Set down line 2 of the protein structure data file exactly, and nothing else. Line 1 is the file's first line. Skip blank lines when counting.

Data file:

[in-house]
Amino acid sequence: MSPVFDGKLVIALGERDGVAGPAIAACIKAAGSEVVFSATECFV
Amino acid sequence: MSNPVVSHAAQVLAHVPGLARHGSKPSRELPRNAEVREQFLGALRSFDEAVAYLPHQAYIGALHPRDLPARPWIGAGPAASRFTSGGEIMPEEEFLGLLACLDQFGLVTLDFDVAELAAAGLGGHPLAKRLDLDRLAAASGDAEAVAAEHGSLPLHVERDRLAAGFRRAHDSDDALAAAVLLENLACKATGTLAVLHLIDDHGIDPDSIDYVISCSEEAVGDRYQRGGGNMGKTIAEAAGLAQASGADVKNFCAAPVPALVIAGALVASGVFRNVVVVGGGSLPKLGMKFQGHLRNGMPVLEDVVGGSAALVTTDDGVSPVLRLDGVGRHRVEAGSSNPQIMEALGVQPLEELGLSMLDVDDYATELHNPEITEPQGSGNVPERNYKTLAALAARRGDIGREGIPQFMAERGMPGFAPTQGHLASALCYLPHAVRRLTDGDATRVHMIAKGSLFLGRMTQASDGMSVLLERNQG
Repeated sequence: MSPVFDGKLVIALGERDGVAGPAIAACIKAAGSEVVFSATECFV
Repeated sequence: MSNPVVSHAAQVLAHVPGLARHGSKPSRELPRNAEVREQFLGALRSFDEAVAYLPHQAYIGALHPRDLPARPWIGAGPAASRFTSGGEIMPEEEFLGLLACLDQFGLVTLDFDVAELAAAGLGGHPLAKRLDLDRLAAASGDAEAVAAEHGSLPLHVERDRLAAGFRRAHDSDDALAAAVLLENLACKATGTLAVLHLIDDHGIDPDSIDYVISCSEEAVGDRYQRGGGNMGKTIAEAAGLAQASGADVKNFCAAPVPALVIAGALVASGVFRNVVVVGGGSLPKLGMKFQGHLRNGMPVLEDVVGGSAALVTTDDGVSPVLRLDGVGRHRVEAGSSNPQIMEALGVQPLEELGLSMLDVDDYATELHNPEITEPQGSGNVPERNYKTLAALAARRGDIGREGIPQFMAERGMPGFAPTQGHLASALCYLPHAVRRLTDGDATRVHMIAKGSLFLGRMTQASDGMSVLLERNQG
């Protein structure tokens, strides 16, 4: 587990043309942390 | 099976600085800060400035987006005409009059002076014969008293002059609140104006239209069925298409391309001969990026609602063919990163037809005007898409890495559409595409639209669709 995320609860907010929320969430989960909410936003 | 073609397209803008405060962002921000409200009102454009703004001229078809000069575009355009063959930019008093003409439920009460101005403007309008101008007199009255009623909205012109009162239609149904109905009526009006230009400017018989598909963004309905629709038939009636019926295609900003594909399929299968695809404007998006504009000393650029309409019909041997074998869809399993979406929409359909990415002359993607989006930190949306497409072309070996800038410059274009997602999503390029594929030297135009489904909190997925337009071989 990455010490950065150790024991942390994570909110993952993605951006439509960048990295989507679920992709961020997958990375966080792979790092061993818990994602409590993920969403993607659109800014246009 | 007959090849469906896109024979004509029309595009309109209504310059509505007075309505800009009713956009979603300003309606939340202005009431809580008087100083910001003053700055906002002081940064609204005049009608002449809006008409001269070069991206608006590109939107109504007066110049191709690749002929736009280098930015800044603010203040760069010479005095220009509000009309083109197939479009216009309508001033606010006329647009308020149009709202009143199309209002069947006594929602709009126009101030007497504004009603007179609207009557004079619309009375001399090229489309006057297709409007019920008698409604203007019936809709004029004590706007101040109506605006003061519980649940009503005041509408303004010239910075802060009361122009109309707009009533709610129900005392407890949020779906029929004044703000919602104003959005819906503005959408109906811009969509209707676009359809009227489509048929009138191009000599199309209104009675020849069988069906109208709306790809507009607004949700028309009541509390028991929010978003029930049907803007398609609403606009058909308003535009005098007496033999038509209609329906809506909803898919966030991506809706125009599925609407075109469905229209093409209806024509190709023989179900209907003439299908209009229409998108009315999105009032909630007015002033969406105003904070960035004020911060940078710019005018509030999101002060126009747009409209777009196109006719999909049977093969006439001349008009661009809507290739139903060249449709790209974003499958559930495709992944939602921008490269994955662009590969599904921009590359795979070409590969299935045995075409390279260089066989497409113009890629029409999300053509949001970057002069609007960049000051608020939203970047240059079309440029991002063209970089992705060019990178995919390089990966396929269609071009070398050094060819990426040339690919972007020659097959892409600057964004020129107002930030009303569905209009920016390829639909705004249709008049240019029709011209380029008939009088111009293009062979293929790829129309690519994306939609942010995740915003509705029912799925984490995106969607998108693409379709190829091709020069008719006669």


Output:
Amino acid sequence: MSPVFDGKLVIALGERDGVAGPAIAACIKAAGSEVVFSATECFV